Chicago’s Theater on the Lake is going through big changes, converting the summer-only historic theater into a year-round program and event facility according to the Chicago Park District (CPD).
And this renaissance isn’t its first.
The building was originally constructed in 1920 as the Chicago Daily News Fresh Air Fund Sanitarium. The sanitarium cared for sick children and provided free health services and lunches until it closed in 1939.
The building was given a new purpose during World War II, becoming an official recreation center for the United Service Organization (USO). The USO helped keep military service members connected to their families during their service.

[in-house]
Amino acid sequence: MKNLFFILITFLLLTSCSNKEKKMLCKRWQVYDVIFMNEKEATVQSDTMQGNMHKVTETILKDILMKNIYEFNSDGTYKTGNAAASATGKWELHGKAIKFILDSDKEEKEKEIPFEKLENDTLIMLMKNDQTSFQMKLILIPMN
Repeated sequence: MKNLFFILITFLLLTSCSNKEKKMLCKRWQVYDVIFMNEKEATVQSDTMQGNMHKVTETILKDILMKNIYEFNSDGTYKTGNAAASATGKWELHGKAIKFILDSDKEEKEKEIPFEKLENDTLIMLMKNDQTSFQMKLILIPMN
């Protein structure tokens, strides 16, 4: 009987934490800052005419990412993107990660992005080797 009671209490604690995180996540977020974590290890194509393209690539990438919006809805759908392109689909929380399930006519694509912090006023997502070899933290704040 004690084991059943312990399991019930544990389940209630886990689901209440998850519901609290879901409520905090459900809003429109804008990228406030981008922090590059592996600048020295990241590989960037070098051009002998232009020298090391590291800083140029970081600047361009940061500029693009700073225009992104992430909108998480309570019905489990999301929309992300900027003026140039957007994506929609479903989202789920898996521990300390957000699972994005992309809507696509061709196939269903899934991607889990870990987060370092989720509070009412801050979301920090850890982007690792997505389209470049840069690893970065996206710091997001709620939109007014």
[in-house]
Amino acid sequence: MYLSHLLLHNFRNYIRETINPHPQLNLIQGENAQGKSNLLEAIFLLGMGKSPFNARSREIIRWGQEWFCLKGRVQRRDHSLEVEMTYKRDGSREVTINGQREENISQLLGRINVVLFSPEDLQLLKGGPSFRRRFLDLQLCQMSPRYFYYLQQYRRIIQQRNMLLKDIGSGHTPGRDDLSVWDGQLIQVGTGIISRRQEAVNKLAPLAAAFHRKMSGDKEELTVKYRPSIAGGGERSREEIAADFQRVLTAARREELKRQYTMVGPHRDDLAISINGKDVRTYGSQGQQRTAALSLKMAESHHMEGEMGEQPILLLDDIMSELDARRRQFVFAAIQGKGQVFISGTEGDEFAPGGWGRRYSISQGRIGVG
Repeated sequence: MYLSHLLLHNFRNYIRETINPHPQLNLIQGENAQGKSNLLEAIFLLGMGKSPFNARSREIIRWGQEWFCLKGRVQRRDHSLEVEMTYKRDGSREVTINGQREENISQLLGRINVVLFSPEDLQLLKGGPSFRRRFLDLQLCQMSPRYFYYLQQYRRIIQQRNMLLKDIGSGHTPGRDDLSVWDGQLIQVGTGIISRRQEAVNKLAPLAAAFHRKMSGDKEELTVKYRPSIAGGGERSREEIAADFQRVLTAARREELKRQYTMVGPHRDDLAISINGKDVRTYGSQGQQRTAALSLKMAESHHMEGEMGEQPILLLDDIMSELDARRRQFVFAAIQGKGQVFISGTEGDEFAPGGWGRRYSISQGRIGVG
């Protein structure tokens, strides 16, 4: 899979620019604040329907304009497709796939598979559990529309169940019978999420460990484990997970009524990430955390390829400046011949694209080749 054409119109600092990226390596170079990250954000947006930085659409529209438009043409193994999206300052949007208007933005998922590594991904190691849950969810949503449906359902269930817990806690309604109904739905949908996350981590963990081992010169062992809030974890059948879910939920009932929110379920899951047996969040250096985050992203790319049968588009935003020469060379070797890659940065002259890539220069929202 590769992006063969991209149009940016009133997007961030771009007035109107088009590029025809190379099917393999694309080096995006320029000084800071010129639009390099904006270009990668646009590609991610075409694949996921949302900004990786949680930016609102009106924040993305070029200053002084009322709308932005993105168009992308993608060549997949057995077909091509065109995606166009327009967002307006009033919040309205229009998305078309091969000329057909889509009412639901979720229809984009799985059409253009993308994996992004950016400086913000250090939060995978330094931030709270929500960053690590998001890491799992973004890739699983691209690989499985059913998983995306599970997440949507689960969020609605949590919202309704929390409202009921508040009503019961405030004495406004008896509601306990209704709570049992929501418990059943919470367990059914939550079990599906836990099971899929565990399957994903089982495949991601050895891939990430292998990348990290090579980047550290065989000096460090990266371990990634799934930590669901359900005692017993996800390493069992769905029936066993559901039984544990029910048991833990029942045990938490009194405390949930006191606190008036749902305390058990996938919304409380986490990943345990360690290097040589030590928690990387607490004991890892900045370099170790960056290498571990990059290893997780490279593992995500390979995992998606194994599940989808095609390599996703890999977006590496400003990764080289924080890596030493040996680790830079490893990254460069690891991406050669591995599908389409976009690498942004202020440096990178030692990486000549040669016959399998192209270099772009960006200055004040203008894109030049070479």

The war ended in 1945, and in 1953 the building began its longest-lasting chapter as a theater building, and the rest is history (sort of).
In 2013, the professional theater tours at the building ceased, and it sat unused all year, except for some Halloween festivities according to the Chicago Tribune.
It eventually reopened to host performances in the summer, and now it’s on its way to being a year-round facility.
The constructions should be wrapping up soon, and you can get a sneak peek on the CPD’s website.
The renovated facility will include a 330-seat performance space, two adjacent spaces for specials events and a restaurant with an outdoor patio.